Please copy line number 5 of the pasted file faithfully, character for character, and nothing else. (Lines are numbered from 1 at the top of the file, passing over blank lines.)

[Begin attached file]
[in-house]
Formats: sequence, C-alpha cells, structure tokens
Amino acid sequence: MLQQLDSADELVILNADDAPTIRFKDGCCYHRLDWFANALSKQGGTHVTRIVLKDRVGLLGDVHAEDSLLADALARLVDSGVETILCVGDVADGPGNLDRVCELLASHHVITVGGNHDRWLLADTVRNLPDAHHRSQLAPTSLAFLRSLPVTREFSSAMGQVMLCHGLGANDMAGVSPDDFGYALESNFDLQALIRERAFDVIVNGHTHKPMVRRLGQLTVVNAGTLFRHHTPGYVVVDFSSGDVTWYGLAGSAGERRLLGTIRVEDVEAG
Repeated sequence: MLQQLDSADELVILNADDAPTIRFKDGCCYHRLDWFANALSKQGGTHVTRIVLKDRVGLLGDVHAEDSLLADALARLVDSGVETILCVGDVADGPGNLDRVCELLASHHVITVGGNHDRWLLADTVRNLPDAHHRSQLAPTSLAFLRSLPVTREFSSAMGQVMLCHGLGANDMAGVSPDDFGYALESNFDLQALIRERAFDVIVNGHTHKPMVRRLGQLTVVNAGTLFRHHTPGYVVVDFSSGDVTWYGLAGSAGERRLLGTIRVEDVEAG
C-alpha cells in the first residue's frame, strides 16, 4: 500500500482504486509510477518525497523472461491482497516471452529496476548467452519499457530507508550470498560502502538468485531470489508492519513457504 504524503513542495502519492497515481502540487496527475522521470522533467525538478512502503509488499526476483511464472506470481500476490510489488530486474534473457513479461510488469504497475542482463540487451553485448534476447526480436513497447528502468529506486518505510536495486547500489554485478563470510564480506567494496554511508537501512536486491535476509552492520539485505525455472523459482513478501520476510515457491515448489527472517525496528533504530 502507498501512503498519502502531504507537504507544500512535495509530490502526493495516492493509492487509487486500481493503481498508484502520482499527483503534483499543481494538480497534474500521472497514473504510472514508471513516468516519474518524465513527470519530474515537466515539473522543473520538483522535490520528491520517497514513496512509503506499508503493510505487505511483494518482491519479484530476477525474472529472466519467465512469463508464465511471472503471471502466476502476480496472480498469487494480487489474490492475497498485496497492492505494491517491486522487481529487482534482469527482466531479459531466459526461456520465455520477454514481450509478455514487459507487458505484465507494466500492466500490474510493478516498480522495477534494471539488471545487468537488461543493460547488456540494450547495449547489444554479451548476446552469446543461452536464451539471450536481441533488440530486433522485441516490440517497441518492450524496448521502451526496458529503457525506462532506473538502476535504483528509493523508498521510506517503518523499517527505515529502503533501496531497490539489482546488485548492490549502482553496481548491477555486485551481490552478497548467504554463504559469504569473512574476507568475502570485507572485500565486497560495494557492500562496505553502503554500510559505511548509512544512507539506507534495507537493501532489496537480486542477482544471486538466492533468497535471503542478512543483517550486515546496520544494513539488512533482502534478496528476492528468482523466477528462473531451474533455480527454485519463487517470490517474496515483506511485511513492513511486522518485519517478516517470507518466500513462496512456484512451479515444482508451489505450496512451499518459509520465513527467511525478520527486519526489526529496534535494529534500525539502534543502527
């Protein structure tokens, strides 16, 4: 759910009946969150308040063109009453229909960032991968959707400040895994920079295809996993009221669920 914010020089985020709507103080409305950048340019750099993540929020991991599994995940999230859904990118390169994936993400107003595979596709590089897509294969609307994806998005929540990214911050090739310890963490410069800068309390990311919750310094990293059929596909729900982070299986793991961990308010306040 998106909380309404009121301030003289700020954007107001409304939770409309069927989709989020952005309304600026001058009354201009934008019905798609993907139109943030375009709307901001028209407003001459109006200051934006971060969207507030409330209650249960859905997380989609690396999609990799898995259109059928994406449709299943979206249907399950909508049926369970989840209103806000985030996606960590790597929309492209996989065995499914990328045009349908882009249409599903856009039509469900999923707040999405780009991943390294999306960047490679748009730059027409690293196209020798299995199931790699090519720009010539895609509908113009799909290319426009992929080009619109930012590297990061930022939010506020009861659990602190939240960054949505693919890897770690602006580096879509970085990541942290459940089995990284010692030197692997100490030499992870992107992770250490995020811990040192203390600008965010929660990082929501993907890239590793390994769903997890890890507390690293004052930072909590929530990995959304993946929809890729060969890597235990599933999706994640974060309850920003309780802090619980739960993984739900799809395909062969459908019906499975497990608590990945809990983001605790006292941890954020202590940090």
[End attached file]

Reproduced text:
C-alpha cells in the first residue's frame, strides 16, 4: 500500500482504486509510477518525497523472461491482497516471452529496476548467452519499457530507508550470498560502502538468485531470489508492519513457504 504524503513542495502519492497515481502540487496527475522521470522533467525538478512502503509488499526476483511464472506470481500476490510489488530486474534473457513479461510488469504497475542482463540487451553485448534476447526480436513497447528502468529506486518505510536495486547500489554485478563470510564480506567494496554511508537501512536486491535476509552492520539485505525455472523459482513478501520476510515457491515448489527472517525496528533504530 502507498501512503498519502502531504507537504507544500512535495509530490502526493495516492493509492487509487486500481493503481498508484502520482499527483503534483499543481494538480497534474500521472497514473504510472514508471513516468516519474518524465513527470519530474515537466515539473522543473520538483522535490520528491520517497514513496512509503506499508503493510505487505511483494518482491519479484530476477525474472529472466519467465512469463508464465511471472503471471502466476502476480496472480498469487494480487489474490492475497498485496497492492505494491517491486522487481529487482534482469527482466531479459531466459526461456520465455520477454514481450509478455514487459507487458505484465507494466500492466500490474510493478516498480522495477534494471539488471545487468537488461543493460547488456540494450547495449547489444554479451548476446552469446543461452536464451539471450536481441533488440530486433522485441516490440517497441518492450524496448521502451526496458529503457525506462532506473538502476535504483528509493523508498521510506517503518523499517527505515529502503533501496531497490539489482546488485548492490549502482553496481548491477555486485551481490552478497548467504554463504559469504569473512574476507568475502570485507572485500565486497560495494557492500562496505553502503554500510559505511548509512544512507539506507534495507537493501532489496537480486542477482544471486538466492533468497535471503542478512543483517550486515546496520544494513539488512533482502534478496528476492528468482523466477528462473531451474533455480527454485519463487517470490517474496515483506511485511513492513511486522518485519517478516517470507518466500513462496512456484512451479515444482508451489505450496512451499518459509520465513527467511525478520527486519526489526529496534535494529534500525539502534543502527